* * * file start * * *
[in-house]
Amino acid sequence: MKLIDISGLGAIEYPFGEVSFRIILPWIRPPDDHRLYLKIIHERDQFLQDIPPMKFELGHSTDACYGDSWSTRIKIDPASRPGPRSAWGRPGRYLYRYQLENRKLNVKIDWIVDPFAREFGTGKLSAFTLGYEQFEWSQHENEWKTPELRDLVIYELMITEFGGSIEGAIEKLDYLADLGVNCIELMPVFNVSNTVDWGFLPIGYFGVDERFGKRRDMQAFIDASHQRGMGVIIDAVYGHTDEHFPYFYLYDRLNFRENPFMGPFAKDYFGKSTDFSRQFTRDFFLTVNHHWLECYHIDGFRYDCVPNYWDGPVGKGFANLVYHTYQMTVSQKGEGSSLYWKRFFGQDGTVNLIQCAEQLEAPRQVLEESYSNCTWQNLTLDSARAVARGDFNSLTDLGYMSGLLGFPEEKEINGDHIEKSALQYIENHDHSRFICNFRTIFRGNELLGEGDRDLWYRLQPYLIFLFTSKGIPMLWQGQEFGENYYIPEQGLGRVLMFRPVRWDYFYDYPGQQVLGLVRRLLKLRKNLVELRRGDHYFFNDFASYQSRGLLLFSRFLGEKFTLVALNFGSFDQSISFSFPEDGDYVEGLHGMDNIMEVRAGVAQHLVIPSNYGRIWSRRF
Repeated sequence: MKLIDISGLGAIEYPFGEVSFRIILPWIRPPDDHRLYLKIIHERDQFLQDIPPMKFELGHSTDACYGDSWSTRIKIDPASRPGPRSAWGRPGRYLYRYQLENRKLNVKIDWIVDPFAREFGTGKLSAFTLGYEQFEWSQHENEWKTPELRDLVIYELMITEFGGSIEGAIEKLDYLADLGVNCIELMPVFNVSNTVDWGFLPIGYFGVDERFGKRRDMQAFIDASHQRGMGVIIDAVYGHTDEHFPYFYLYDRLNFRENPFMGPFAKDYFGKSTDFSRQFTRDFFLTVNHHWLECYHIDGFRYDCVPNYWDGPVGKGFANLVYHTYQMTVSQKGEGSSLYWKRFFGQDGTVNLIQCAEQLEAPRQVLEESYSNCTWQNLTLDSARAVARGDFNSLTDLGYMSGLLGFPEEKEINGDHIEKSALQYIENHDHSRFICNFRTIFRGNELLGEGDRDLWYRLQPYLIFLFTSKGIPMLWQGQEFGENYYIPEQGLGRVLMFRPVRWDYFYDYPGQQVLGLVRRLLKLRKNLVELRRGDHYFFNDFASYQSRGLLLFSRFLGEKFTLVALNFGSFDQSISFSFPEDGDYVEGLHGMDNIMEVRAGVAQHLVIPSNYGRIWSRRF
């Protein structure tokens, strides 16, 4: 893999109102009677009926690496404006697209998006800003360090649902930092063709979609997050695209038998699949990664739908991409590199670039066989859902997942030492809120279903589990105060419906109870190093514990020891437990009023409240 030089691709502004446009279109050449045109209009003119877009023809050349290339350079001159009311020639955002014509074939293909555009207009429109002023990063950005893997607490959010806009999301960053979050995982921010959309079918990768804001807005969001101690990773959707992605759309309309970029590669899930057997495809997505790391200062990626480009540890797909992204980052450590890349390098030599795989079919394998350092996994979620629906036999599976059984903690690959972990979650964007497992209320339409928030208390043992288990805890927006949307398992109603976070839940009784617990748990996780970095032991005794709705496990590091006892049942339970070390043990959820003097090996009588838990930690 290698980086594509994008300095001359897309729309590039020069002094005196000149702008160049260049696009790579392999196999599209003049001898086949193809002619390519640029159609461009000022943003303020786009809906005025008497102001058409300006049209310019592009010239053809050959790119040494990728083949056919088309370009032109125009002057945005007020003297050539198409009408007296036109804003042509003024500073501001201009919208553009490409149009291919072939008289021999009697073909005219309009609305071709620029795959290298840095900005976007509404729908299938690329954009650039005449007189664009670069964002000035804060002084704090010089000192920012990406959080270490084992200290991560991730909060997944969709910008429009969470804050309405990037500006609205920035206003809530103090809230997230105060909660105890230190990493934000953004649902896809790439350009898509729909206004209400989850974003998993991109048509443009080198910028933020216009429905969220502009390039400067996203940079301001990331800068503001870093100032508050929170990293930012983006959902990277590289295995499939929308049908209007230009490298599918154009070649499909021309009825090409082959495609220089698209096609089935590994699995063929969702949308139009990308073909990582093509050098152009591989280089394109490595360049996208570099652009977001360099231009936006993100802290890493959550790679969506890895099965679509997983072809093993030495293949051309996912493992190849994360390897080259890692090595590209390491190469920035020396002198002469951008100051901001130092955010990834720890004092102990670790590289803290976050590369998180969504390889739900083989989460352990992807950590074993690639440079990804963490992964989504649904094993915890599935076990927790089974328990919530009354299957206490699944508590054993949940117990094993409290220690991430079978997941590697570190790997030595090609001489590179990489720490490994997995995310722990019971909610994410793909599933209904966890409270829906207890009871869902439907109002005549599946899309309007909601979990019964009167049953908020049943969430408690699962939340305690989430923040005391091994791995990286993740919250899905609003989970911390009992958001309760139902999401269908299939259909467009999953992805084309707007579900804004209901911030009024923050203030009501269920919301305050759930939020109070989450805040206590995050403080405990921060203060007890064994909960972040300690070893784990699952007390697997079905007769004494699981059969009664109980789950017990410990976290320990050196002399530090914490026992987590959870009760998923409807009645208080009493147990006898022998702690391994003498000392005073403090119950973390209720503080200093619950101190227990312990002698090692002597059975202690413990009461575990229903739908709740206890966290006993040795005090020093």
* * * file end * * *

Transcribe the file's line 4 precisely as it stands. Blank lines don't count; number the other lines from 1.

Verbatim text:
């Protein structure tokens, strides 16, 4: 893999109102009677009926690496404006697209998006800003360090649902930092063709979609997050695209038998699949990664739908991409590199670039066989859902997942030492809120279903589990105060419906109870190093514990020891437990009023409240 030089691709502004446009279109050449045109209009003119877009023809050349290339350079001159009311020639955002014509074939293909555009207009429109002023990063950005893997607490959010806009999301960053979050995982921010959309079918990768804001807005969001101690990773959707992605759309309309970029590669899930057997495809997505790391200062990626480009540890797909992204980052450590890349390098030599795989079919394998350092996994979620629906036999599976059984903690690959972990979650964007497992209320339409928030208390043992288990805890927006949307398992109603976070839940009784617990748990996780970095032991005794709705496990590091006892049942339970070390043990959820003097090996009588838990930690 290698980086594509994008300095001359897309729309590039020069002094005196000149702008160049260049696009790579392999196999599209003049001898086949193809002619390519640029159609461009000022943003303020786009809906005025008497102001058409300006049209310019592009010239053809050959790119040494990728083949056919088309370009032109125009002057945005007020003297050539198409009408007296036109804003042509003024500073501001201009919208553009490409149009291919072939008289021999009697073909005219309009609305071709620029795959290298840095900005976007509404729908299938690329954009650039005449007189664009670069964002000035804060002084704090010089000192920012990406959080270490084992200290991560991730909060997944969709910008429009969470804050309405990037500006609205920035206003809530103090809230997230105060909660105890230190990493934000953004649902896809790439350009898509729909206004209400989850974003998993991109048509443009080198910028933020216009429905969220502009390039400067996203940079301001990331800068503001870093100032508050929170990293930012983006959902990277590289295995499939929308049908209007230009490298599918154009070649499909021309009825090409082959495609220089698209096609089935590994699995063929969702949308139009990308073909990582093509050098152009591989280089394109490595360049996208570099652009977001360099231009936006993100802290890493959550790679969506890895099965679509997983072809093993030495293949051309996912493992190849994360390897080259890692090595590209390491190469920035020396002198002469951008100051901001130092955010990834720890004092102990670790590289803290976050590369998180969504390889739900083989989460352990992807950590074993690639440079990804963490992964989504649904094993915890599935076990927790089974328990919530009354299957206490699944508590054993949940117990094993409290220690991430079978997941590697570190790997030595090609001489590179990489720490490994997995995310722990019971909610994410793909599933209904966890409270829906207890009871869902439907109002005549599946899309309007909601979990019964009167049953908020049943969430408690699962939340305690989430923040005391091994791995990286993740919250899905609003989970911390009992958001309760139902999401269908299939259909467009999953992805084309707007579900804004209901911030009024923050203030009501269920919301305050759930939020109070989450805040206590995050403080405990921060203060007890064994909960972040300690070893784990699952007390697997079905007769004494699981059969009664109980789950017990410990976290320990050196002399530090914490026992987590959870009760998923409807009645208080009493147990006898022998702690391994003498000392005073403090119950973390209720503080200093619950101190227990312990002698090692002597059975202690413990009461575990229903739908709740206890966290006993040795005090020093």